"I'm a perfectionist", says Marilyn Batte, and it shows. She can spend up to 120 hours creating one of her highly detailed paintings, 50 of which are on view at the World of Art Gallery in Maadi this month. At a casual glance, it is nearly impossible to tell that paintings aren't photographs. One must place one's nose two inches from the canvas to see the subtle evidence of insanely minuscule brush strokes.
Initially a student of architecture, Batte didn't paint much until she had been working for a year as a teacher in Cairo. That was seven years ago. She attributes her sudden artistic blossoming and outpouring of work to the quality of light in Egypt , which provides vivid, high-contrast images. The country's desert landscapes also differ greatly from her Southern Ontario homeland with its farms and rolling hills. Once here, she became inspired to recreate Egypt 's striking scenes.
Batte gave up teaching full time fours years ago and now makes her living mainly from the proceeds her paintings bring in. However, she tries not to all commercial interests to interfere with her choice of subject matter. "Sometimes I don't know exactly why I choose to paint a certain scene. Something in it just speaks to me", she says.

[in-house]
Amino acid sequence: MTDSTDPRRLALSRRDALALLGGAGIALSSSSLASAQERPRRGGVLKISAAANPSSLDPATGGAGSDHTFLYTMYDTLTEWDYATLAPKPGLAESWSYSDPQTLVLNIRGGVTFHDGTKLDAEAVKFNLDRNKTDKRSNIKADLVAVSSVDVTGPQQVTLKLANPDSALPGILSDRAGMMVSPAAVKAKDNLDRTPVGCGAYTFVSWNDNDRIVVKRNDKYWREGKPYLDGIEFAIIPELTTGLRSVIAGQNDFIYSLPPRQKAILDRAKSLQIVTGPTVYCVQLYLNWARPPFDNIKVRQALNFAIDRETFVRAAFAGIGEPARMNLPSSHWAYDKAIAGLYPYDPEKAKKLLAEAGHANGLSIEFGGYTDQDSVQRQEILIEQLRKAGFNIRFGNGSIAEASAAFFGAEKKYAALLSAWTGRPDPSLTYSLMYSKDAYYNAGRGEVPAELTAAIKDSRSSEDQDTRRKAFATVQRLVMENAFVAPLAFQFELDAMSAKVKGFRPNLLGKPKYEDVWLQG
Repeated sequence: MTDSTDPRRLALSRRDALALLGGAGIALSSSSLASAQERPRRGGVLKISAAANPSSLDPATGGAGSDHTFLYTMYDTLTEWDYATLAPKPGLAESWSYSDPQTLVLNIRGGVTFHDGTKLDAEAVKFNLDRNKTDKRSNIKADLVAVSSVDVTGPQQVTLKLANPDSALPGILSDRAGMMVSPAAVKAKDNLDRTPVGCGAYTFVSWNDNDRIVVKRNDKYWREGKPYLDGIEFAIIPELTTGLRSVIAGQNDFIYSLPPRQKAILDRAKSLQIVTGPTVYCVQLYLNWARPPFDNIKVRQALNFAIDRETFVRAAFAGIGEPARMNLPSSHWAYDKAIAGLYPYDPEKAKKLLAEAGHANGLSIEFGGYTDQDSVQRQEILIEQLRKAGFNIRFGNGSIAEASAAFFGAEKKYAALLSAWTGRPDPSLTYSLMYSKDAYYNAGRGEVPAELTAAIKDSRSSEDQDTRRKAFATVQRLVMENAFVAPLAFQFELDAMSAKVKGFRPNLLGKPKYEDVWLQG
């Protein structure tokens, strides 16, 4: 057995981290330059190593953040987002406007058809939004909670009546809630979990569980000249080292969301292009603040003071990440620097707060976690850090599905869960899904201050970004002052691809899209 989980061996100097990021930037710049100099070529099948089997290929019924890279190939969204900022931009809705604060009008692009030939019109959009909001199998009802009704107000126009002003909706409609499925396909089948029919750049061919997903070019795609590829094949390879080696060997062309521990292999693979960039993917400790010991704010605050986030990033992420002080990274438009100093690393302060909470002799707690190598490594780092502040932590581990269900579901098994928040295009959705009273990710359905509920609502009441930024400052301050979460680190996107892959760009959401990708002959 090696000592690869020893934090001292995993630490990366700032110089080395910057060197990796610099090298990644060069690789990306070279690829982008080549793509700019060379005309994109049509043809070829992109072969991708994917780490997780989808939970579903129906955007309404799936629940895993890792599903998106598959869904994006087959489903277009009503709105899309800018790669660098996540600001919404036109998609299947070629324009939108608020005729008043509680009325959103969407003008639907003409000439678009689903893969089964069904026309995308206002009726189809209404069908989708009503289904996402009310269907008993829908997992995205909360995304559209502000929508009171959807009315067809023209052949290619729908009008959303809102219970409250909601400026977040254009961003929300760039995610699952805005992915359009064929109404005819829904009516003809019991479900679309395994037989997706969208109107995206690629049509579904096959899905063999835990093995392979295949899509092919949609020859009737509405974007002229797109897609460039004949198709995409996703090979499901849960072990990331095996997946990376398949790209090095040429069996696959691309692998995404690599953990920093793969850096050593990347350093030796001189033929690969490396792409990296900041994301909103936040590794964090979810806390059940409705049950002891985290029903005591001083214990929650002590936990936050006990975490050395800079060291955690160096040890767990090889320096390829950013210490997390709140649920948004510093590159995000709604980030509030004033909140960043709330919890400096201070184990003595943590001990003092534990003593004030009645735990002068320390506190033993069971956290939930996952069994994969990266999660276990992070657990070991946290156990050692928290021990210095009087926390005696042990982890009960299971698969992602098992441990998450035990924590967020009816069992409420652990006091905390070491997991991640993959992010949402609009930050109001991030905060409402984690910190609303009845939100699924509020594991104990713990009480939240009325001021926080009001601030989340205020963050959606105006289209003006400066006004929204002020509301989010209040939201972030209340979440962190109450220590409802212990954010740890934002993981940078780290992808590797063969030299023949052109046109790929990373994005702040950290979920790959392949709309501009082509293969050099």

Working from her own photographs, some of Batte's subjects include desertscapes, feluccas, the mountains of the Sinai, desert oases and the bright blooms of Cairo 's many flower shops which she describes as "colourful oases for the eyes in a dusty city."
She rarely paints human figures because she wants the viewer of the painting to feel that he or she is the subject. "My intent is that when people look at one of my paintings, they feel that the space is theirs. If there is an open door or a footprint in the sand, I want them to feel that they caused it."
Batte's paintings are quiet scenes recreated in a city full of noise. Her love of surfaces becomes contagious as one marvels at the verisimilitude of her images. A self-described "rigid traditionalist," Batte always uses oils to create colours of startling accuracy and delicacy. She hopes to start manipulating her images more, in a surrealist approach to her subject matter. One of her paintings is this exhibit includes water next to the pyramids, as it may have been many centuries ago. She also wants to paint on six-by-six foot canvases. "I think I must be an incredibly patient person," she says, and it shows.